January 18, 2012 |
When the Republican presidential candidates took the stage at the NBC News/Facebook debate on Meet the Press on Jan. 8, it was their last big chance to make an impression before the New Hampshire primary. They may have differed from one another on political issues throughout the event, but there was something unmistakably uniform about the six candidates. Lined up side by side under the bright lights, each wore a plain dark navy suit, solid light-colored shirt, subtle tie, and, except for Ron Paul, a lapel pin of some kind (in most cases, an American flag)
January 16, 2012 |
There are two stories out of New Hampshire. The big story is Mitt Romney. The bigger one is Ron Paul. Romney won a major victory, with nearly 40 percent of the vote, 16 points ahead of No. 2. The split among his challengers made the outcome even more decisive. Rick Santorum and Newt Gingrich were diminished by distant, lower-tier finishes. Rick Perry got less than 1 percent. And Jon Huntsman, who staked everything on New Hampshire, came in a weak third, with less than half of Romney's vote.
January 15, 2012
Jeffrey Lord is a former Reagan White House political director and a contributing editor of the American Spectator Can Ron Paul make Abe Lincoln a villain - in the Party of Lincoln? Why would he try in the first place? And who would help him? In all the attention that has surrounded the presidential candidacy of Ron Paul, one of the problems that has been bubbling just below the surface is the congressman's special contempt for the man most Americans revere as the nation's greatest president.
January 10, 2012 |
While some of his Villanova University classmates were partying or catching up with friends - and sleep - on their winter breaks, Ian Dardani sat in his old room in his parents' home in Syracuse, N.Y., telephoning strangers in Iowa. Voters, that is. Dardani was trying to help Ron Paul become president. Dardani, 20, a junior in mechanical engineering, was asking likely Paul voters questions to gauge their support for the Texas congressman on the eve of the Jan. 3 Iowa Republican caucuses.
January 8, 2012 |
MANCHESTER, N.H. - Texas Rep. Ron Paul and former Pennsylvania Sen. Rick Santorum, battling for second place, tangled over the meaning of conservatism Saturday in the first debate of a weekend doubleheader ahead of the New Hampshire Republican primary. Mitt Romney, the former governor of neighboring Massachusetts with a commanding lead in state polls, mostly escaped serious attack during the two-hour debate as rivals scrapped with each other. Paul accused Santorum of being a "big spender, a big-government conservative" who used earmarks and voted five times to raise the federal debt ceiling, increase the federal role in education, and to expand Medicare to cover prescription drugs.
January 7, 2012 |
"A foolish consistency is the hobgoblin of little minds. " - Ralph Waldo Emerson Ralph Waldo Emerson, meet Ronald Ernest Paul. He is the very soul of a foolish consistency. Meaning that he is willing, often to a fault, to follow his ideology to its logical and most extreme conclusions. In this, the congressman differs from other GOP contenders for the White House and, for that matter, from most politicians, period. Your average pol might rail against the intrusion of government into the private lives of citizens, then turn right around and advocate a law regulating what a gay man does in his bedroom - and see no contradiction.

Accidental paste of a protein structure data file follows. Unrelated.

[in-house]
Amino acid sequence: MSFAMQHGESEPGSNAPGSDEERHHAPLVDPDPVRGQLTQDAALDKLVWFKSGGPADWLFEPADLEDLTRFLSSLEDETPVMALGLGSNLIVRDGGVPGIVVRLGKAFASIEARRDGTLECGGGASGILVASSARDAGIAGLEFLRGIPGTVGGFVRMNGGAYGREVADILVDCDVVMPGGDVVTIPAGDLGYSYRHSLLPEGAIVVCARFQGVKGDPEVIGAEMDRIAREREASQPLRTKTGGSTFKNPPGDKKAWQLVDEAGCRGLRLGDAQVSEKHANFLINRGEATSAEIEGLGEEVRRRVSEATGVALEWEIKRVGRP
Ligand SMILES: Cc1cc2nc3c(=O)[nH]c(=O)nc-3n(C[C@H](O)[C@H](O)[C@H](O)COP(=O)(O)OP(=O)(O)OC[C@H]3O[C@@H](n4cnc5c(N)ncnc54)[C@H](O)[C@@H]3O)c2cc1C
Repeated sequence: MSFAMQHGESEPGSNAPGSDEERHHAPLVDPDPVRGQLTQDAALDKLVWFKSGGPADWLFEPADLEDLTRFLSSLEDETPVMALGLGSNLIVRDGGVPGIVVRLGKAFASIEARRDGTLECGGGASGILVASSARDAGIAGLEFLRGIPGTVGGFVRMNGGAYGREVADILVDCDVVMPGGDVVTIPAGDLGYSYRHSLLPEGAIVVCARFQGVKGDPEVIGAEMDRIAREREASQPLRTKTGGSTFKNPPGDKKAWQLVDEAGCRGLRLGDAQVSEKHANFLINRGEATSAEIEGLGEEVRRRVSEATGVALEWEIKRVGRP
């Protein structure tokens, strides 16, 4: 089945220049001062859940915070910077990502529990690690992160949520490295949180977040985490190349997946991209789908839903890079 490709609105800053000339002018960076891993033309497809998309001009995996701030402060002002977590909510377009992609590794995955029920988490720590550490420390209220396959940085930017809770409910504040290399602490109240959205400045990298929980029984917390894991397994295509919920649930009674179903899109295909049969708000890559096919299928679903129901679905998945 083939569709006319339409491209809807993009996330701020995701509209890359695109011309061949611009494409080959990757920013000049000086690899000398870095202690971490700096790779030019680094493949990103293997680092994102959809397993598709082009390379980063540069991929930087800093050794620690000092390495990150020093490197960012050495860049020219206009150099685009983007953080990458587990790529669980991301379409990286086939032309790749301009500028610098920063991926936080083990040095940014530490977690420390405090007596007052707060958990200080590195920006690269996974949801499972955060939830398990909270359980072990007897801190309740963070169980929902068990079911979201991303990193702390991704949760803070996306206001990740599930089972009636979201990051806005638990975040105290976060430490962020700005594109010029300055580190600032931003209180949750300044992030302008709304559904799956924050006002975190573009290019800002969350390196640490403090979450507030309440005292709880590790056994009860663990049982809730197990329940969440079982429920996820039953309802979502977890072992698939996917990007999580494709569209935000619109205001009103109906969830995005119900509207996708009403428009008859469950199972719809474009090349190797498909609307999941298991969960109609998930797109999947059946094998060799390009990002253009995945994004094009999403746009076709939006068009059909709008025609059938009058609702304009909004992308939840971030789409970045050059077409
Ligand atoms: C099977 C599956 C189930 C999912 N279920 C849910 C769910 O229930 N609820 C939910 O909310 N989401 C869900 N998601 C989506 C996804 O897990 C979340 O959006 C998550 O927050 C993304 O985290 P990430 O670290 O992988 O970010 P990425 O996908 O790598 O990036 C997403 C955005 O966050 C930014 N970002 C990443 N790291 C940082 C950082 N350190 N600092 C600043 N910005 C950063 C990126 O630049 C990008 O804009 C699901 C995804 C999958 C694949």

January 5, 2012
Iowa injects sanity into the race The people who cast votes in the Iowa caucuses returned sanity to the presidential primary season. In response to the ratings-driven media firestorm designed to transform this one-time footnote event into a major litmus test for presidential candidates, Iowa took a pass. By voting for the moderate Mitt Romney, the right-wing Rick Santorum, and the lunatic-fringe Ron Paul in large numbers, the caucuses essentially excused themselves from deciding the Republican primary winner before the race even started.
January 5, 2012 |
MANCHESTER, N.H. - Mitt Romney eagerly pocketed an endorsement yesterday from two-time New Hampshire primary winner John McCain and bid to convert a single-digit victory in Iowa into a Republican presidential-campaign juggernaut. Unimpressed, Newt Gingrich ridiculed the former Massachusetts governor as a liberal turned moderate now masquerading as a conservative. Former Pennsylvania Sen. Rick Santorum sought to rally conservatives to his side after coming achingly close to victory in the Iowa caucuses.
January 4, 2012
OUR OWN RICK Santorum's a hit in the initial test of 2012. What can it mean? Does it mean Pennsylvania's positioned to get its first White House resident since James Buchanan (1857-61), a regular on lists of worst presidents? Uh, no. It means that some lily-white Iowa evangelical farmers think that the problems of the country can be solved by outlawing abortion and gay marriage and bombing Islamic nations. It means that the heretofore-ignored Santorum gets a turn in the Mixmaster of presidential-campaign coverage.
December 31, 2011 |
DES MOINES, Iowa - Former House Speaker Newt Gingrich wept Friday as he recalled his late mother's end-of-life illnesses, a moment of poignancy in a notably negative Republican presidential Iowa caucus campaign. "I do policy much easier than I do personal," Gingrich told an audience of women as he tried to regain his composure. The tears flowed as the former speaker was responding to questions about his mother from a pollster and longtime political ally. Gingrich's emotional moment came as his rivals engaged in traditional campaign tactics, and as polls suggested large numbers of Iowa Republicans could change their minds before caucuses Tuesday night provide the first test of the 2012 campaign.